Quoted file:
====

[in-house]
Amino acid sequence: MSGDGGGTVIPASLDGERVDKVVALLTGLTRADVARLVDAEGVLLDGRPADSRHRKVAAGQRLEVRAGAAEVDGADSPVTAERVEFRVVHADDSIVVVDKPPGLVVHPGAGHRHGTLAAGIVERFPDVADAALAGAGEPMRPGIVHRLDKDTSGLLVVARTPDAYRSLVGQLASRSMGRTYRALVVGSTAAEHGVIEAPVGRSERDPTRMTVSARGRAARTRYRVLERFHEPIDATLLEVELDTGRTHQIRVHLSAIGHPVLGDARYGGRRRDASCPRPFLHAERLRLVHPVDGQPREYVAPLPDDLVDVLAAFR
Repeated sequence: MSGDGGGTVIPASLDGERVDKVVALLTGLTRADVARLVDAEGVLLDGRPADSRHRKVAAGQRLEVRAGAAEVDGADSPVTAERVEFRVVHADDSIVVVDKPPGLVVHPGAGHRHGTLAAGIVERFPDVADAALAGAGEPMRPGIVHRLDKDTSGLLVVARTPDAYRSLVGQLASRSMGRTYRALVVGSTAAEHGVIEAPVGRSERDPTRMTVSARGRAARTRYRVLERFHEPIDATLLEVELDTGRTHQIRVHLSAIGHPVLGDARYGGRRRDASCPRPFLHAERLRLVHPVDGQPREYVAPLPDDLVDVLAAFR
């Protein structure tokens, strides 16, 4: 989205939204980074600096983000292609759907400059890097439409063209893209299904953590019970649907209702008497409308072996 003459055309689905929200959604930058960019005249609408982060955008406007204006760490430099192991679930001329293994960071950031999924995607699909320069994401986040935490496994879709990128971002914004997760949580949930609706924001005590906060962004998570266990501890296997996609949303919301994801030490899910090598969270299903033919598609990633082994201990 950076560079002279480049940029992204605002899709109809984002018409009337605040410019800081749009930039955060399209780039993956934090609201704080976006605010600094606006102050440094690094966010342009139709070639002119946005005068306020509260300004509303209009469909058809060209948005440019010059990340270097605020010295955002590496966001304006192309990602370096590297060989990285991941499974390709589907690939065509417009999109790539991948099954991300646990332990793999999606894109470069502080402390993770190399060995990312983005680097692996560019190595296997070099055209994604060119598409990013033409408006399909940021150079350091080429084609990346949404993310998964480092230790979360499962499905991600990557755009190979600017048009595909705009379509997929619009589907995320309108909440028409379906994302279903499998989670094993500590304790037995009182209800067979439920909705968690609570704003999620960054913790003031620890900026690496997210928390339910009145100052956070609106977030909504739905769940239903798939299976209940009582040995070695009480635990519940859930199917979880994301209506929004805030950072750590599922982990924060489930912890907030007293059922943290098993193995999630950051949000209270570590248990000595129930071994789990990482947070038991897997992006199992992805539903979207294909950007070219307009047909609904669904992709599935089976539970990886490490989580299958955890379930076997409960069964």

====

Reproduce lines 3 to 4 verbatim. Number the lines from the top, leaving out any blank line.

Repeated sequence: MSGDGGGTVIPASLDGERVDKVVALLTGLTRADVARLVDAEGVLLDGRPADSRHRKVAAGQRLEVRAGAAEVDGADSPVTAERVEFRVVHADDSIVVVDKPPGLVVHPGAGHRHGTLAAGIVERFPDVADAALAGAGEPMRPGIVHRLDKDTSGLLVVARTPDAYRSLVGQLASRSMGRTYRALVVGSTAAEHGVIEAPVGRSERDPTRMTVSARGRAARTRYRVLERFHEPIDATLLEVELDTGRTHQIRVHLSAIGHPVLGDARYGGRRRDASCPRPFLHAERLRLVHPVDGQPREYVAPLPDDLVDVLAAFR
């Protein structure tokens, strides 16, 4: 989205939204980074600096983000292609759907400059890097439409063209893209299904953590019970649907209702008497409308072996 003459055309689905929200959604930058960019005249609408982060955008406007204006760490430099192991679930001329293994960071950031999924995607699909320069994401986040935490496994879709990128971002914004997760949580949930609706924001005590906060962004998570266990501890296997996609949303919301994801030490899910090598969270299903033919598609990633082994201990 950076560079002279480049940029992204605002899709109809984002018409009337605040410019800081749009930039955060399209780039993956934090609201704080976006605010600094606006102050440094690094966010342009139709070639002119946005005068306020509260300004509303209009469909058809060209948005440019010059990340270097605020010295955002590496966001304006192309990602370096590297060989990285991941499974390709589907690939065509417009999109790539991948099954991300646990332990793999999606894109470069502080402390993770190399060995990312983005680097692996560019190595296997070099055209994604060119598409990013033409408006399909940021150079350091080429084609990346949404993310998964480092230790979360499962499905991600990557755009190979600017048009595909705009379509997929619009589907995320309108909440028409379906994302279903499998989670094993500590304790037995009182209800067979439920909705968690609570704003999620960054913790003031620890900026690496997210928390339910009145100052956070609106977030909504739905769940239903798939299976209940009582040995070695009480635990519940859930199917979880994301209506929004805030950072750590599922982990924060489930912890907030007293059922943290098993193995999630950051949000209270570590248990000595129930071994789990990482947070038991897997992006199992992805539903979207294909950007070219307009047909609904669904992709599935089976539970990886490490989580299958955890379930076997409960069964």